Kidron Valley (Yehoshafat Valley) separates the Mount of Olives from the walls of the Old City of Jerusalem. The valley is home to several ancient monumental tombs built into the rocky slopes of the Mount of Olives. One of these tombs belongs to Zechariah, son of Jehoiada, a priest who once served in the Jewish Holy Temple that stood on Temple Mount.
Who was Zechariah?
Chronicles II 24:20 tells us that “the Spirit of God came upon Zechariah, the son of Jehoiada the priest… and they conspired against him and stoned him with stones at the commandment of the king.” Jehoiada is believed to have lived during the 9th century BC (the First Temple period).
He was a priest and a prophet who was eventually condemned to death by stoning by the king of Judah, King Yoash. There is no inscription on the tomb associating the tomb with Zechariah. But around the 13th century Jews began praying at the tomb, and it became the traditional burial site of Zechariah.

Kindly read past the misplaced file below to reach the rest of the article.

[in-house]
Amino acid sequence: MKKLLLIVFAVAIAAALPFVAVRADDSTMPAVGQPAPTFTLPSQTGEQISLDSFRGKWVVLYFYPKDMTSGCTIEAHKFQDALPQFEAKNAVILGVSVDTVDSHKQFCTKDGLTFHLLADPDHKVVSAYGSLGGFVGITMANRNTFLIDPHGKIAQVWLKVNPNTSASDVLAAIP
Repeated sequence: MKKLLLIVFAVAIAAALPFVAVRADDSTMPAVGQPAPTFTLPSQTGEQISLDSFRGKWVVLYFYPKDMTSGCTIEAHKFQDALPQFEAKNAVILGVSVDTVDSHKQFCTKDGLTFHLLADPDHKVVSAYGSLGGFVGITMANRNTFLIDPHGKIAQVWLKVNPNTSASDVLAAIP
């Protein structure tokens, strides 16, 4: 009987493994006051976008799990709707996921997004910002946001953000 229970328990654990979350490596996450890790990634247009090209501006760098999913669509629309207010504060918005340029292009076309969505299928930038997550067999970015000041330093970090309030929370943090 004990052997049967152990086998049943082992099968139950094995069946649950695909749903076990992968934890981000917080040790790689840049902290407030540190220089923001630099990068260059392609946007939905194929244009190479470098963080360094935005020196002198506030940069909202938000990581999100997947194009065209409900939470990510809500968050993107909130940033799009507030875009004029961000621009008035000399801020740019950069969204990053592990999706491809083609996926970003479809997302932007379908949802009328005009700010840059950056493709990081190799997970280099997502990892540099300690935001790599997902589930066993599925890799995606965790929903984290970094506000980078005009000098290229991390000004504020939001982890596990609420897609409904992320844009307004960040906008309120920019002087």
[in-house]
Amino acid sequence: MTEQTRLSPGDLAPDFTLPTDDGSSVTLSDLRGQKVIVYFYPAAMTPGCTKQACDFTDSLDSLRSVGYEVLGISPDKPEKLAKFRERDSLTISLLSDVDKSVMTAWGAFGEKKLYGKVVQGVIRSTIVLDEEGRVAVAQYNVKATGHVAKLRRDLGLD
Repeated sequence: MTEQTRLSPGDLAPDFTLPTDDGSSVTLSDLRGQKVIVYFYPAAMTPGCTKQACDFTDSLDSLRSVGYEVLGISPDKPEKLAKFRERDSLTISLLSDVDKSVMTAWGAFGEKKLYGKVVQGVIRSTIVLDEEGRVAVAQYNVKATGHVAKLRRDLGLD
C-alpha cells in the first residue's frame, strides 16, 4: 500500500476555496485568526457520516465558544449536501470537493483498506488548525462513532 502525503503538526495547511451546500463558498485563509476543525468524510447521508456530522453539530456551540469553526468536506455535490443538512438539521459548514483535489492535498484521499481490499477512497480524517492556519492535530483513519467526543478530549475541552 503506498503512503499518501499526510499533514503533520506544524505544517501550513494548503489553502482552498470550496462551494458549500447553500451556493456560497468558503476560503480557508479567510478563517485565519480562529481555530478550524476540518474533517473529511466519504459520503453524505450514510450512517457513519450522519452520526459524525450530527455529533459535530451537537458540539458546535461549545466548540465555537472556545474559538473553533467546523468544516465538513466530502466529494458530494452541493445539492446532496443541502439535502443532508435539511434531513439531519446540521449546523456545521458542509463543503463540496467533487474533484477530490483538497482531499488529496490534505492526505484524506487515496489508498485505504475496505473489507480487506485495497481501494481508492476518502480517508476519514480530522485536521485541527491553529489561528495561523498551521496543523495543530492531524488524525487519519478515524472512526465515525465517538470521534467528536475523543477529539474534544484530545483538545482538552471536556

Another biblical figure, the prophet Zechariah, lived during the Second Temple period (6th-century BC). His burial site is among the tombs of the prophets on the Mount of Olives and not at the Kidron Valley site.
Highlights of the Tomb of Zechariah
The Zechariah tomb has a cube-shaped base with pilasters (columns built into the flat surface of the facade) and an external staircase. The base supports a four-sided pyramid-shaped roof. Both the base and pyramid roof are carved out of a single piece of rock. Below the base is a small opening where stairs lead into an internal chamber although the tomb does not contain human remains.
To visit the Tomb of Zechariah please book Jerusalem Classical Private Tour.